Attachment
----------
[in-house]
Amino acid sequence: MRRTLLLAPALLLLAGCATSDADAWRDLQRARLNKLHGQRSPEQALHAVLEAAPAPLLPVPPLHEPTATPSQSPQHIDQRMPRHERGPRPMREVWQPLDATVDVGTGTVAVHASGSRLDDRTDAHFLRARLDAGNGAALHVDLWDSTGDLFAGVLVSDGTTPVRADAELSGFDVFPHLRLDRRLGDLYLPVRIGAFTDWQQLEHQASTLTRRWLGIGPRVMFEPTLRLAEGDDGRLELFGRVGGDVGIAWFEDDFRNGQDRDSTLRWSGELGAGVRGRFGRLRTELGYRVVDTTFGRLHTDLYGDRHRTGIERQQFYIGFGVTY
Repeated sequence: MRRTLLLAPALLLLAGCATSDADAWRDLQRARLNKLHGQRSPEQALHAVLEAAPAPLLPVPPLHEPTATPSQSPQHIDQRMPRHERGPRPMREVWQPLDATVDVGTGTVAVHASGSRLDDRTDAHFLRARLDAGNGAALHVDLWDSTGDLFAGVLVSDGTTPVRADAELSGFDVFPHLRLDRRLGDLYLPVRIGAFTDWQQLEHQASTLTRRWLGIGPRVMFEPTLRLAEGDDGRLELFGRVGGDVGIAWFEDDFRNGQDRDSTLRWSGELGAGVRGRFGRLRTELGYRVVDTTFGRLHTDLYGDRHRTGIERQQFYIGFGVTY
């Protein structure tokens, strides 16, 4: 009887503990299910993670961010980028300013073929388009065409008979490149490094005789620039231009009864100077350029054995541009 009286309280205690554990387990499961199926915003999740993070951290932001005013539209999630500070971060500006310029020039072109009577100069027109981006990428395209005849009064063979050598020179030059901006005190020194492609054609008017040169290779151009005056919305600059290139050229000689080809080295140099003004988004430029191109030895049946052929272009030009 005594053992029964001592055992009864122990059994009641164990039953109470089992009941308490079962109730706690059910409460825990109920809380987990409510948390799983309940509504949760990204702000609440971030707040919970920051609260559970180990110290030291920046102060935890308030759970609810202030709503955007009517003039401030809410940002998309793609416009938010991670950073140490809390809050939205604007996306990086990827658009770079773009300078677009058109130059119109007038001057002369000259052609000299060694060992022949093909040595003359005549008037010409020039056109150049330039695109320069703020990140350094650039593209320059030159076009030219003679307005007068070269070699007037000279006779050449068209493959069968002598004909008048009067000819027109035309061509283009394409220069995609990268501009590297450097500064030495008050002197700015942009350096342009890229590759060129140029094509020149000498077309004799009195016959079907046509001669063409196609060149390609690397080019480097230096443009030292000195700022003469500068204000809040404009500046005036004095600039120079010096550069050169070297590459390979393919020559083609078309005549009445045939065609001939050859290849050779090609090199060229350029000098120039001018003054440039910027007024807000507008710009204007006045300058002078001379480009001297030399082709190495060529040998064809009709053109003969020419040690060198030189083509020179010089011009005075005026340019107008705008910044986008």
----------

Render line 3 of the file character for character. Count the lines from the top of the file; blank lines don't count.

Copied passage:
Repeated sequence: MRRTLLLAPALLLLAGCATSDADAWRDLQRARLNKLHGQRSPEQALHAVLEAAPAPLLPVPPLHEPTATPSQSPQHIDQRMPRHERGPRPMREVWQPLDATVDVGTGTVAVHASGSRLDDRTDAHFLRARLDAGNGAALHVDLWDSTGDLFAGVLVSDGTTPVRADAELSGFDVFPHLRLDRRLGDLYLPVRIGAFTDWQQLEHQASTLTRRWLGIGPRVMFEPTLRLAEGDDGRLELFGRVGGDVGIAWFEDDFRNGQDRDSTLRWSGELGAGVRGRFGRLRTELGYRVVDTTFGRLHTDLYGDRHRTGIERQQFYIGFGVTY